Nolan Writin’ Division Winners And Playoff Predictions

The other day I sent an email to the other three writers for Nolan Writin’ — Mike G., Clayton and the other Eric — asking for their picks on (a) who will win each of the six MLB divisions, (b) who will subsequently be the wild cards in either league, and (c) who will eventually play who in the World Series.

Since there is no direct consensus, but still a fair amount of similarities within the ballots, there will be no table filled with analytics. I’ll just say what everyone thinks, and we’ll take it from there.

For instance, all of Mike, Clayton and Eric like the Yankees to win the AL East. I like the Red Sox (if for nothing else that they will rebound from a dreadful Bobby-Valentine year in Boston).

In the Central, naturally everyone picked the Tigers. I’m not sure a rational case can be made for any other team in that division. Detroit could very easily win the Central by 15.0-20.0 games.

As far as the AL West is concerned — the division of most importance to this blog — both Mike and Eric believe the Angels will supplant the Rangers, though they each have Texas as a wild card. Conversely, both Clayton and I think Texas wins the division, with the Angels as a wild card.

I’ve been very critical of the Rangers this offseason. From failing to sign Zack Greinke and Josh Hamilton — when Nolan Ryan said the Rangers could land both — all the way through the Justin Upton saga. I think the Texas needed something extra to put them over the top, however, with the money and prospect currency saved from not making moves, it puts them in position to make a run at David Price, Giancarlo Stanton or Carlos Gonzalez at some point leading up to the trade deadline.

Therefore, in picking the Rangers to win the West, I’m also exercising some blind faith, or suspending my own disbelief, simply because I believe some type of blockbuster will go down this coming year. If it doesn’t, it’s my assumption that the Angels take the West, with Texas as one of the two wild cards.

As for World Series picks:

Mike — Tigers over Braves

Clayton — Tigers over Nationals

Other Eric — Giants

Me — Nationals over Rangers

 

Now that I’ve come to the National League, I realize that I don’t care about it. So I’m just not going to write about it.

However, when is baseball going to smarten up and just get rid of the pitcher hitting? I think with Houston going to the American League, the next domino to fall will be the inclusion of a universal DH between the two leagues. With the divisions balanced out at 5 apiece — creating an odd number of teams in each circuit — I’m curious how long it will take for this idea to gain some traction.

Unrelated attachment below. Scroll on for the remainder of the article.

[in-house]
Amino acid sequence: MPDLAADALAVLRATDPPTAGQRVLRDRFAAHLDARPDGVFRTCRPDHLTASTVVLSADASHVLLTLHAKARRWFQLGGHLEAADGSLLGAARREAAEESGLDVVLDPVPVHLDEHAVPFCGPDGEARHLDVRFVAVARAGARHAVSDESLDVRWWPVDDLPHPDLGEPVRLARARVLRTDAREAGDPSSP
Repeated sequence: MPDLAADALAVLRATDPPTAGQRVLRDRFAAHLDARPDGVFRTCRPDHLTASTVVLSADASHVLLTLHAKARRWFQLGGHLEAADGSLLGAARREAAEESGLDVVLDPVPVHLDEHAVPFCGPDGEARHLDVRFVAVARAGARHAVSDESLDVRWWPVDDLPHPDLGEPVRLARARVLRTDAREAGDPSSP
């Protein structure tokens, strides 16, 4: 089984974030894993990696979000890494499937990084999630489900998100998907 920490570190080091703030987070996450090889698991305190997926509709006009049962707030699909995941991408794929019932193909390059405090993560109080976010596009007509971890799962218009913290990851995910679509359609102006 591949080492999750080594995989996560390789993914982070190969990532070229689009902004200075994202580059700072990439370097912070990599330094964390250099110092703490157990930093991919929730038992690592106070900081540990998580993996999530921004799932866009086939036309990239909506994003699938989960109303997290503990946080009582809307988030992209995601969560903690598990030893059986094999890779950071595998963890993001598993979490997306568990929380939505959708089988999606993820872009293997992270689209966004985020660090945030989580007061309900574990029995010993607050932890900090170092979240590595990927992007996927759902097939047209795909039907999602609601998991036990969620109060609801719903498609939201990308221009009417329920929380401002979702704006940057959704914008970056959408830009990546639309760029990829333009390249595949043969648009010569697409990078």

To me, it’s just part of the natural evolution of baseball. It would create 15 new jobs for hitters, and what with being a game all about revenue sharing and overall uniformity, the permanent DH in both leagues would seem to be an organic transition into a new era of baseball.

Of course, there would probably be quite a few baseball “purists” — the same people who deny the existence and practical application of sabermetrics — who would throw a big fit. Don’t get me wrong, pitchers stepping to the plate is in the grass roots of America’s pastime, and it’s been the essential differentiator between the AL and NL since I’ve been alive. That has to count for something, right?

The point is, there’s no reason to subject pitchers to playing offense. It doesn’t add or subtract from the strategy of the game, because all you do is have them bunt, or if they aren’t pitching well you pinch-hit for them. That’s it. It would actually help in determining how good a pitcher really is, because I don’t think you’d find many NL hurlers who believe it’s more difficult pitching to pitchers than it is a DH.

Anyway, food for thought. I guess.

 

 

Topics: Angels, Carlos Gonzalez, David Price, Giancarlo Stanton, Rangers, Red Sox, Tigers, Yankees

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